In the gold mining industry, this means that companies have to ensure that their product isn’t coming from an illegal source and they’re not financing any illegal activities.

So, what’s the role of banks in all of this and how can they navigate this growing complexity? Is it enough that they conduct the same level of due diligence to any other import/export transaction? In my opinion, the answer is no. This poses a greater risk and should be dealt with differently.

How to Get Started

Certain industries are riskier than others. Depending on the level of risk, banks ask questions about the practices, people and organizations along value chains.

But it’s important to ask the right questions to uncover the risks and the  skeletons in the closet. Companies must dig deep to ensure they’re not trading in commodities that have been illegally mined or extracted, and to be certain they’re not funding environmental crimes, even inadvertently.

That’s not always easy. KPMG’s Forensic services professionals not only know which questions to ask, but where to direct the questions. We can advise on the next steps your organization should take for positive change.

Scaling Up

It can seem like an impossible task to identify every potentially damaging transaction, but with the help of KPMG professionals, the process can be less onerous. This process relies on a risk-based approach. The first steps should include knowing which activities and markets are riskier than others and identifying riskier clients. When these assessments are made, by asking the right questions at the right time, it can be easier to minimize exposure.

For example, in Latin America, many Colombian companies are heavily exposed to the mining industry. Strategic forensic work can help detect whether a banking client could be involved in unethical transactions. This is where KPMG’s regional expertise and relationships come into play. Our in-depth knowledge about the industries and regional laws can help your organization navigate these issues.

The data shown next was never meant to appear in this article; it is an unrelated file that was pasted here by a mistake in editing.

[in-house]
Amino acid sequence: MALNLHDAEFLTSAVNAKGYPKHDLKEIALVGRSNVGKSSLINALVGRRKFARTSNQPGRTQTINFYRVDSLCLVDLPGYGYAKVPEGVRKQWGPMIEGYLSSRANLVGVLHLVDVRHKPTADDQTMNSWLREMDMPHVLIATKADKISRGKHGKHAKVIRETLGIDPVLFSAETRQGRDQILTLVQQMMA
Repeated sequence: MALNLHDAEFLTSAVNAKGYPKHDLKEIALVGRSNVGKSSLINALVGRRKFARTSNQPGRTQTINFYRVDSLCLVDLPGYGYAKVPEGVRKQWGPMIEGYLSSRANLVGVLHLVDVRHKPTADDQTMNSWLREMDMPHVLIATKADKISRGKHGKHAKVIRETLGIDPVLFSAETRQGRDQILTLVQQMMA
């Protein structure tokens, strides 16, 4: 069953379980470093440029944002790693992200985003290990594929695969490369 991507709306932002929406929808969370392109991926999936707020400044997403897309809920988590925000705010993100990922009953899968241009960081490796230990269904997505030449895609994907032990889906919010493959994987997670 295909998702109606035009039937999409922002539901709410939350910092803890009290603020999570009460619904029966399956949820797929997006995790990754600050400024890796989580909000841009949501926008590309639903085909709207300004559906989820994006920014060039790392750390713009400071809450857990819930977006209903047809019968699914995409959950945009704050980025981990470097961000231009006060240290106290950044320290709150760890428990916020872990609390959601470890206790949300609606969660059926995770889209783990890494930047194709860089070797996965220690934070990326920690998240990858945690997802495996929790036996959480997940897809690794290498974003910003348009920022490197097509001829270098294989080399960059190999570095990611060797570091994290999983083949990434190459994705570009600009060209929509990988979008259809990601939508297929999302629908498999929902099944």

Real Cultural Change

The desire from the top to make a difference and root out the issues should feed into a culture of environmental responsibility throughout a business. Banks can use their power to help change behavior.

Awareness of potential consequences within certain industries can help make an impact. KPMG professionals work with C-suite executives so they understand not just the importance of caring about the future of the planet, but how they can work with their teams to make positive changes and avoid serious consequences.

Future Strategies

I believe technology has an ever-increasing role to play in helping banks to be part of the solution. Artificial intelligence (AI) can be a great investment for performing due diligence at scale. When used in conjunction with KPMG professionals, AI technology can detect suspected unlawful financing by seeking out information on the profiles of individuals and corporations and using the data to track and link suspicious transactions.